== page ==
In the past two seasons, they’ve worked hard to make it as far as they can up the regionals ladder in the Great Lakes region, making a trip to San Diego always in their sights. Making the bracket at Pro-Elite Challenge not only allowed them to see how their hard work at practices paid off, but also fueled the team to get to the next level.

Coming into Nationals as the new hatchlings2 on the block is exciting for the team, but can also be a bit daunting. They know some of their experience doesn’t stack up to several other teams they will be playing against this weekend, but they won’t let that get them down. The team knows they are the most successful in games where they can goof off, play loose, and have fun, and want to prove throughout the weekend how maintaining their culture will generate the on-field results that they want.

“We’re trying to be a gritty team,” said captain David Picone. “When we go into that, we’re just going to bring our energy, cause some kind of frustration for the other team… and win the mental battle as opposed to the fundamental and technical battle.”

“The thing that we do best, for us, is have fun with our team,” added captain Maddie Pletzke. “We have a lot of energy and hopefully we’ll be able to showcase that at Nationals.”

Likely Ceiling: Quarters
Likely Floor: Out on Day One

Boston Slow

USAU Ranking: #13
Power Ranking: #10
Regional Finish: Northeast 1
Overall 2023 Record: 21-7
Against the Nationals Field: 5-4
Against the Pool: 0-1 vs. Crocs, 1-0 vs. Lawless

It’s been said in previous years, but this season it might actually happen; this could be the season that #10 Boston Slow rebuilds their team enough to cause some mayhem in their pool and in the bracket. Okay, okay, perhaps it sounds like a long shot since they placed 14th out of 16 teams at last year’s Nationals, but stranger things have happened3. It’s a bit harder this year to know what to make of Slow.

The Bostonians started out with two tournaments where they rolled through their competition at Mixed Easterns and Boston Invite. Continuing their hot streak, they got wins over teams such as #14 ‘Shine and #16 Lawless at Elite-Select Challenge. Things slowed down for the team at Pro Champs where they only won two games against Toro4. But when many counted them out, they went on to beat XIST and Sprocket to win the Northeast region5.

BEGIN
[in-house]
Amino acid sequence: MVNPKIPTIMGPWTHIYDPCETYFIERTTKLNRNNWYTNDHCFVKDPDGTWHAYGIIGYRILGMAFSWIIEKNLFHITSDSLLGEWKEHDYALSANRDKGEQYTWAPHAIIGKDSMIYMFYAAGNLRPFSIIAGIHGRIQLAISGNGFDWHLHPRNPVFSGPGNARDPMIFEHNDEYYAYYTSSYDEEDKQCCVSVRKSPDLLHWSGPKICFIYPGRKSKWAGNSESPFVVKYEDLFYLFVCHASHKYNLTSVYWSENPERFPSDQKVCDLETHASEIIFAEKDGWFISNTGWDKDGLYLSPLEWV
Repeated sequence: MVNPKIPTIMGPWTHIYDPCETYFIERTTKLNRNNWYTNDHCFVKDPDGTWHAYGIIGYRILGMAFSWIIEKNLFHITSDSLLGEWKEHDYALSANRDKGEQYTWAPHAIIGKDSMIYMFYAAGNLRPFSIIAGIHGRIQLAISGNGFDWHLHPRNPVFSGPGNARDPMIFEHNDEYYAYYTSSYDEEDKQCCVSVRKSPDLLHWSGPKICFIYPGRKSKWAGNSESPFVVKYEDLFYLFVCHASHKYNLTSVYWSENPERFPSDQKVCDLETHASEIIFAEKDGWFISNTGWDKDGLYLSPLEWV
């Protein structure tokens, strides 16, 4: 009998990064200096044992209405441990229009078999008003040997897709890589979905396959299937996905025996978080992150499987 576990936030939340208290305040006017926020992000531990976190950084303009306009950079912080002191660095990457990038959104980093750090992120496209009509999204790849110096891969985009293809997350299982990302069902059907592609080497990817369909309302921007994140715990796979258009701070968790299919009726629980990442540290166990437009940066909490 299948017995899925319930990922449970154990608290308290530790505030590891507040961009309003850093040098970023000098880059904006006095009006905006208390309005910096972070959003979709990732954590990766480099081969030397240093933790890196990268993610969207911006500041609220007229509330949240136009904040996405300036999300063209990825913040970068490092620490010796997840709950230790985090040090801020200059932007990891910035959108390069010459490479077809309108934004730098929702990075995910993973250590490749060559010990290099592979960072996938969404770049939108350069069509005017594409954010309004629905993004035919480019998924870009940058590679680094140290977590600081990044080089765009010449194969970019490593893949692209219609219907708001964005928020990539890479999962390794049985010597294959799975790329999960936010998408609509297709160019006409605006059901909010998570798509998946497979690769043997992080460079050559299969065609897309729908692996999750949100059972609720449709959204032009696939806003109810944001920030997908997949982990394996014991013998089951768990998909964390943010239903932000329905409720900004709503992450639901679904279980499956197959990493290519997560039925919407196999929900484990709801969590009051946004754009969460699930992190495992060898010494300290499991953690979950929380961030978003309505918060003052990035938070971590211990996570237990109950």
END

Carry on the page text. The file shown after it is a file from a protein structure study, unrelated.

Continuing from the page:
“All seasons have their peaks and valleys and for us, it’s definitely been that. Coming together over the course of four or five months takes a lot of different people bringing a lot of different kinds of effort. A strength of our season so far is that we’ve been looking at the long game since the beginning. It was really so heartening to see our work pay off at regionals,” said Slow coach Sophia Herscu. “[Having a season that is really post-season heavy] was a lot of throwing darts in the dark before getting tested. But, [I’m] really proud of how we were able to put it all together again.”

As the team that has made the most consecutive Nationals appearances6 out of all of the teams in the mixed division, they have the experience and know-how to perform at this tournament. Combine that with their recent Nationals performance history over the past few years and you have a smart team with not much to lose. The past few years have been those of rekindling the team’s identity and refocusing on the team sets and goals. But they built up resilience and strengthened the team’s foundation and structure of their systems to help prepare them to face the challenges they’ll see in San Diego this year and perhaps make it out of pool play once and for all.

“I have a ton of faith in the work that we’ve done this year and the tough moments making us mentally resilient. All we’ve got to do is show up and trust each other and regardless of what happens there, I know that we put in our all. I’m very proud of the work that we’ve done,” said Herscu.“This team has a long and storied history of sticking around even when people count us out. I think last year we weren’t ready and this year we are ready that it’s going to be very challenging. We believe that we can do very well at Nationals and we also know that it’s going to be a ton of work. We put in the work on and off the field (this year) to be able to believe that we can make it through that first day. But nothing is given, everything is taken.”